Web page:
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Astrónomos descubren un nuevo tipo de supernova que descifraría un misterio medieval

Astronomers Discover a New Type of Supernova That Will Uncover a Medieval Mystery

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June 30, 2021, 21:01 GMT

This exploding star occurred “relatively close, only 31 million light-years away” from Earth.

An international team of scientists, led by the University of California, Santa Barbara (USA), has discovered the first convincing evidence of a new type of stellar explosion: an electron-capturing supernova, Communicates This educational entity.

Researchers have focused their efforts on the supernova known asSN 2018zd‘, which had many unusual features, some of which were first seen in a starburst. This supernova occurred at “a relatively close distance, only 31 million light-years” from Earth, in Galaxy NGC 2146. This “proximity” allowed scientists to analyze archival images taken by the Hubble Space Telescope before and after the appearance of SN 2018zd.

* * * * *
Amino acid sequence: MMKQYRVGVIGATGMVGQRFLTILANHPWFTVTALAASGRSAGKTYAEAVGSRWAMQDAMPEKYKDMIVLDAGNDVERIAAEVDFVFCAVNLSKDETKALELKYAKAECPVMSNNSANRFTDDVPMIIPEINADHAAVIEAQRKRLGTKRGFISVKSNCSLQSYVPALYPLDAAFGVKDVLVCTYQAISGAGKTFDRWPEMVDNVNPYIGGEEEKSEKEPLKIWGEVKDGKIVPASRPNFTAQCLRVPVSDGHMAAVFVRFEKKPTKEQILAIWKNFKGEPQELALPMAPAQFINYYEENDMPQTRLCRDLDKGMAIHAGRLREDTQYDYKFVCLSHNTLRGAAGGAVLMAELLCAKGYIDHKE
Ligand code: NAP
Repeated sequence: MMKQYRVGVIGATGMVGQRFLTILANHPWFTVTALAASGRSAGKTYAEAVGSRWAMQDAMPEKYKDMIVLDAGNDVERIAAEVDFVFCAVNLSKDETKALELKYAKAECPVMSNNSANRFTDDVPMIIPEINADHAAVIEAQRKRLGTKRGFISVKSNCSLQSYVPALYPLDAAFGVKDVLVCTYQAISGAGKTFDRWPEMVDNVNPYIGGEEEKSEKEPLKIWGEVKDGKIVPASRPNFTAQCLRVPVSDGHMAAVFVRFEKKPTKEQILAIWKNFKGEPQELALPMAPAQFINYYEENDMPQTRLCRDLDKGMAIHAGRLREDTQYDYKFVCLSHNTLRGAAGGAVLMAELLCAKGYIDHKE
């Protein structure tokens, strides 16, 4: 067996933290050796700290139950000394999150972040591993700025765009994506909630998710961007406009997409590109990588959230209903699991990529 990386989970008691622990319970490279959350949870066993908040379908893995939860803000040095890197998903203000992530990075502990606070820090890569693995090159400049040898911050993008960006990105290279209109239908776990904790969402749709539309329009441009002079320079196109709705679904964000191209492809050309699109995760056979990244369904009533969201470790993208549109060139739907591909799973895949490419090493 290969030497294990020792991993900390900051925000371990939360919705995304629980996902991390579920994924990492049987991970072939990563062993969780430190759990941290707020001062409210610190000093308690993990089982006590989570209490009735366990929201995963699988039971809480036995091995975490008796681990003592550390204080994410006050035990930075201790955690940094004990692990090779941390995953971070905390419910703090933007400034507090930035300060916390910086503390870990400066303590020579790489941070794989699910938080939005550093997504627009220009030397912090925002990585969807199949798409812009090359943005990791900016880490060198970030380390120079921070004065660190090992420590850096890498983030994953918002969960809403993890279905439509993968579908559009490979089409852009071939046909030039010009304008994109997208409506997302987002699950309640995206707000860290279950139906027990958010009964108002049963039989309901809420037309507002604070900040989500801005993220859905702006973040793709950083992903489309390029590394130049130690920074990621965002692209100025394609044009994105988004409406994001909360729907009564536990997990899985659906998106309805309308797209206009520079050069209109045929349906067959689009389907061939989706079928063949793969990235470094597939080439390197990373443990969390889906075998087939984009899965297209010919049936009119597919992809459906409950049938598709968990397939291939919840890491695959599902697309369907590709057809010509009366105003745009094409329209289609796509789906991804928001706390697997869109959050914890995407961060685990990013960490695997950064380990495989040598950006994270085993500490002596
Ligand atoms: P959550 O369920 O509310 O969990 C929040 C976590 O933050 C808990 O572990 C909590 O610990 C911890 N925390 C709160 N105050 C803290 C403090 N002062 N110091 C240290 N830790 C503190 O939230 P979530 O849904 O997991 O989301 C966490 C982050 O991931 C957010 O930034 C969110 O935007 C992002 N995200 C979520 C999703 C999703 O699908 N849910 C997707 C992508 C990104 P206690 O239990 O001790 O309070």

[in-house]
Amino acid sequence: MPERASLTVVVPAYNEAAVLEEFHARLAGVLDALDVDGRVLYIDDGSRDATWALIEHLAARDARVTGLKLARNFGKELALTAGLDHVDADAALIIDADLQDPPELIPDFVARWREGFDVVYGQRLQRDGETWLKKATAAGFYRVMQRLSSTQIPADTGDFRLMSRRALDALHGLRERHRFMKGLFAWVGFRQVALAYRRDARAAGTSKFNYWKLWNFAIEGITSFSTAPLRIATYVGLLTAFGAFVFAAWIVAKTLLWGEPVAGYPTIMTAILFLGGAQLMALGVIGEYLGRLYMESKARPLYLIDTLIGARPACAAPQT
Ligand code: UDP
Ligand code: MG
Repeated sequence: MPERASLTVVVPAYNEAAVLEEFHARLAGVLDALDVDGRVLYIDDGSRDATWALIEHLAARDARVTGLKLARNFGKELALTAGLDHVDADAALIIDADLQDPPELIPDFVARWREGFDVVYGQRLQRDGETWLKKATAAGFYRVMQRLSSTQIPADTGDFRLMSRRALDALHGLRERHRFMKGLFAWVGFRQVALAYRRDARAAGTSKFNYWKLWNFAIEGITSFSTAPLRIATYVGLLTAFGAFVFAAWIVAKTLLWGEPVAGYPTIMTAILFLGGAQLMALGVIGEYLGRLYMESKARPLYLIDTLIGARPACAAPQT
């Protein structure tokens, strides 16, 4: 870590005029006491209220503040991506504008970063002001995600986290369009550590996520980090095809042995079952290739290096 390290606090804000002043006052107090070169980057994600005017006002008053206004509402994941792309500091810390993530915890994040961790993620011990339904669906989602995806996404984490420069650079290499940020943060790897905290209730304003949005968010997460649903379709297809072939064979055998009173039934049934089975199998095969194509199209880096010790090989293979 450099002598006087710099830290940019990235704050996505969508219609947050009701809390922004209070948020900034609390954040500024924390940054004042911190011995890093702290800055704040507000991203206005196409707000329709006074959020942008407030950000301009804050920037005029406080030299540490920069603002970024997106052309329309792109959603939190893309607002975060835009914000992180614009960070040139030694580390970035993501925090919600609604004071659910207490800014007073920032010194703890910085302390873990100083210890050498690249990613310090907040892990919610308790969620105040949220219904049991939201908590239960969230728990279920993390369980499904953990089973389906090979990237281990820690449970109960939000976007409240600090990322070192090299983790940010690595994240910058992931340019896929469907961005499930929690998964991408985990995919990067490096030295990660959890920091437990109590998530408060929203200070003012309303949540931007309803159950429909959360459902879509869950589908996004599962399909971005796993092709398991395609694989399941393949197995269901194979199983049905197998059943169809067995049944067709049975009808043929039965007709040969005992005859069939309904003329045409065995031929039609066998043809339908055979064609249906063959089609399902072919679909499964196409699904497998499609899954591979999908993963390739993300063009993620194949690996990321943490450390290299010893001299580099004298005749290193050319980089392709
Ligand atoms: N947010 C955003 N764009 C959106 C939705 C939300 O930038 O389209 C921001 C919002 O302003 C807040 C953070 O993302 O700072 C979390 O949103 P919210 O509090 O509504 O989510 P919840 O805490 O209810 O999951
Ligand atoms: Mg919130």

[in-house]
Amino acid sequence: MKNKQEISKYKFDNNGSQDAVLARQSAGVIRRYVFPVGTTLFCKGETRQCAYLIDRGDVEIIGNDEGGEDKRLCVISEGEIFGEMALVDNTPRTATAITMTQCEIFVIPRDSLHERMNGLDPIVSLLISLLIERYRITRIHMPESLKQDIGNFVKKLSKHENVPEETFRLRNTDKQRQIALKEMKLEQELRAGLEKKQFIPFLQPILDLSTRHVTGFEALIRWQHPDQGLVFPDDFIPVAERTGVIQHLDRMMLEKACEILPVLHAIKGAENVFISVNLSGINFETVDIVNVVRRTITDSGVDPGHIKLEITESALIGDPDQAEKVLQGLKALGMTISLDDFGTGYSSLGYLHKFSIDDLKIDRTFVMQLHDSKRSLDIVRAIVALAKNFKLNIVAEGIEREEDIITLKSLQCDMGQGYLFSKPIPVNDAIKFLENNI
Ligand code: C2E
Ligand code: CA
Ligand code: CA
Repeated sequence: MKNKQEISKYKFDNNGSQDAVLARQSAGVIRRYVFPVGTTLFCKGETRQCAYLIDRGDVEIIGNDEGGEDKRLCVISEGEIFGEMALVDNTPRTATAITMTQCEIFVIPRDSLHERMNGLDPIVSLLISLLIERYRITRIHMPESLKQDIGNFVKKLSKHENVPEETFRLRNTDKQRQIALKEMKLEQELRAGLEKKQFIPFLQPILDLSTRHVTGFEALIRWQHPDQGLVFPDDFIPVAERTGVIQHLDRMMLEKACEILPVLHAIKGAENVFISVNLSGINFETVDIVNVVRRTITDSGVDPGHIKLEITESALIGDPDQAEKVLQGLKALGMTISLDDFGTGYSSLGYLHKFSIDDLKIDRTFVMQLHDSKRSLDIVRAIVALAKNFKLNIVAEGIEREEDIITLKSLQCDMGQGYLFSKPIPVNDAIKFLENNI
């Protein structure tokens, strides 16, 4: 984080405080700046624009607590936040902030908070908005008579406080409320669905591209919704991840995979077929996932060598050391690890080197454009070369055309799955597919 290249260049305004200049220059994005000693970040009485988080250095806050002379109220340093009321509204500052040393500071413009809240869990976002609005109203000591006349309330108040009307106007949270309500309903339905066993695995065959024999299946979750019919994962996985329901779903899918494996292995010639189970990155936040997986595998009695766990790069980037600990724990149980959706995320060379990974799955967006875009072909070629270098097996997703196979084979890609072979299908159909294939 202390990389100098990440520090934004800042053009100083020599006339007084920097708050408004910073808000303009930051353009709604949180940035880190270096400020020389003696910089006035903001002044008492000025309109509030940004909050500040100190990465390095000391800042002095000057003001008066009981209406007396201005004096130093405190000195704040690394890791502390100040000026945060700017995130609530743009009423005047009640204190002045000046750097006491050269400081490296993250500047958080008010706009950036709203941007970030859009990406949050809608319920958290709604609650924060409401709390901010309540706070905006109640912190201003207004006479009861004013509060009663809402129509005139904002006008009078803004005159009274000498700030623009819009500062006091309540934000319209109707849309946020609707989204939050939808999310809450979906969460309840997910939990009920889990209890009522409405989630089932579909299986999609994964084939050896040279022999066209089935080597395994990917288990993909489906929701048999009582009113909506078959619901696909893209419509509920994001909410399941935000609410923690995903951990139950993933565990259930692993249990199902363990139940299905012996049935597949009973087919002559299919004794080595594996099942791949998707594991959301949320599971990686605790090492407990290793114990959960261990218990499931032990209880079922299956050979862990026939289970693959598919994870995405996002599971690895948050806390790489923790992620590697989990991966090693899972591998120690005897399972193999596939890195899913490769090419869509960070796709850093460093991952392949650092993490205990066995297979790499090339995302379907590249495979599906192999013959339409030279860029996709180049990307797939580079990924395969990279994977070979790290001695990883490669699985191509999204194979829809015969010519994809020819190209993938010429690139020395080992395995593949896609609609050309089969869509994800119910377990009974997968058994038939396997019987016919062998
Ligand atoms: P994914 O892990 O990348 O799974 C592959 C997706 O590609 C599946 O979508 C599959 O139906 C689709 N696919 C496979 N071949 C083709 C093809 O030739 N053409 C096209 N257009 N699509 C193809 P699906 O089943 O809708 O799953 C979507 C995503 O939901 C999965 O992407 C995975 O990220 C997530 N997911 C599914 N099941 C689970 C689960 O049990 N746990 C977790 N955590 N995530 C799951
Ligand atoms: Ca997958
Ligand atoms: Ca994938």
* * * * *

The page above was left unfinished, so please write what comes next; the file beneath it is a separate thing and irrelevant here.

Historically, supernovae have been divided into two main types: de thermonuclear collapse and iron core. The first is the explosion of a white dwarf star after gaining material in a binary star system, while the collapse of an iron core supernova occurs when a massive star –More than 10 times the mass of the SunNuclear fuel runs out and its iron core collapses, resulting in a black hole or neutron star.

The most famous supernova in the past

Between these two types of supernovae are those in Electron capture. This third class of supernovae stops merging when their cores are made of oxygen, neon, and magnesium, but it’s not enough. Huge iron compositionStudy authors details published in Nature Astronomy.

In an electron-capturing supernova, some electrons are in the oxygen, neon, and magnesium nuclei They collide with their atomic nuclei, in a process called electron capture. This removal of electrons makes the core of the star bend under its own weight and collapse, resulting in a supernova that captures the electron.

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This new discovery also sheds light on the mystery of the most famous supernova of the past. In the year 1054 a supernova occurred in the Milky Way (SN 1054) which, according to Chinese and Japanese records, It was so bright which can be seen for 23 days and at night for about two years before becoming Crab Nebula. This could have been due to the supernova electron capture.

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